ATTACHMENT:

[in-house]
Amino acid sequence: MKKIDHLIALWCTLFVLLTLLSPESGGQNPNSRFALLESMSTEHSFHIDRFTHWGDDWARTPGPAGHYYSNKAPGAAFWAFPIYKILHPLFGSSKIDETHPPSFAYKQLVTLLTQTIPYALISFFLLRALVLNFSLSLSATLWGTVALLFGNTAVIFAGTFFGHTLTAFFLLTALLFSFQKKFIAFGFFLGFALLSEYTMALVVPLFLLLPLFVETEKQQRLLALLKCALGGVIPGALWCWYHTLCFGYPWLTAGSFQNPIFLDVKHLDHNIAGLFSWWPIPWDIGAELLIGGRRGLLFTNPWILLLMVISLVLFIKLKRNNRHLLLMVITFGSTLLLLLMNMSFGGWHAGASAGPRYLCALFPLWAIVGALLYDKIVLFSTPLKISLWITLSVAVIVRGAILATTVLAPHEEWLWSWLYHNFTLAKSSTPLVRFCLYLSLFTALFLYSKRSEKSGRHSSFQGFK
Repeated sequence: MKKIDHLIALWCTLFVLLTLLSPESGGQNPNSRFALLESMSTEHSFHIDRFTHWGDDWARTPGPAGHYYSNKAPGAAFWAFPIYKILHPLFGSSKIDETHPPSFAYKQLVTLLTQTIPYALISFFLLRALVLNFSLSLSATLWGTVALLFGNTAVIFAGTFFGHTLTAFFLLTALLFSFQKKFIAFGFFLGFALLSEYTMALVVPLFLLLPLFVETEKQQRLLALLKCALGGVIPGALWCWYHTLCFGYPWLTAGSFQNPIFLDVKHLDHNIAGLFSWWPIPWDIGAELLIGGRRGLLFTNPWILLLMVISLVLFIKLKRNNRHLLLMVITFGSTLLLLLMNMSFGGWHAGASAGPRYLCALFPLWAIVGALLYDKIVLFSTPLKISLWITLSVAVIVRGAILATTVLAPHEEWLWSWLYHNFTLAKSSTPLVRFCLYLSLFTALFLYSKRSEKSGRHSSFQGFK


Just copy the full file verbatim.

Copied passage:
[in-house]
Amino acid sequence: MKKIDHLIALWCTLFVLLTLLSPESGGQNPNSRFALLESMSTEHSFHIDRFTHWGDDWARTPGPAGHYYSNKAPGAAFWAFPIYKILHPLFGSSKIDETHPPSFAYKQLVTLLTQTIPYALISFFLLRALVLNFSLSLSATLWGTVALLFGNTAVIFAGTFFGHTLTAFFLLTALLFSFQKKFIAFGFFLGFALLSEYTMALVVPLFLLLPLFVETEKQQRLLALLKCALGGVIPGALWCWYHTLCFGYPWLTAGSFQNPIFLDVKHLDHNIAGLFSWWPIPWDIGAELLIGGRRGLLFTNPWILLLMVISLVLFIKLKRNNRHLLLMVITFGSTLLLLLMNMSFGGWHAGASAGPRYLCALFPLWAIVGALLYDKIVLFSTPLKISLWITLSVAVIVRGAILATTVLAPHEEWLWSWLYHNFTLAKSSTPLVRFCLYLSLFTALFLYSKRSEKSGRHSSFQGFK
Repeated sequence: MKKIDHLIALWCTLFVLLTLLSPESGGQNPNSRFALLESMSTEHSFHIDRFTHWGDDWARTPGPAGHYYSNKAPGAAFWAFPIYKILHPLFGSSKIDETHPPSFAYKQLVTLLTQTIPYALISFFLLRALVLNFSLSLSATLWGTVALLFGNTAVIFAGTFFGHTLTAFFLLTALLFSFQKKFIAFGFFLGFALLSEYTMALVVPLFLLLPLFVETEKQQRLLALLKCALGGVIPGALWCWYHTLCFGYPWLTAGSFQNPIFLDVKHLDHNIAGLFSWWPIPWDIGAELLIGGRRGLLFTNPWILLLMVISLVLFIKLKRNNRHLLLMVITFGSTLLLLLMNMSFGGWHAGASAGPRYLCALFPLWAIVGALLYDKIVLFSTPLKISLWITLSVAVIVRGAILATTVLAPHEEWLWSWLYHNFTLAKSSTPLVRFCLYLSLFTALFLYSKRSEKSGRHSSFQGFK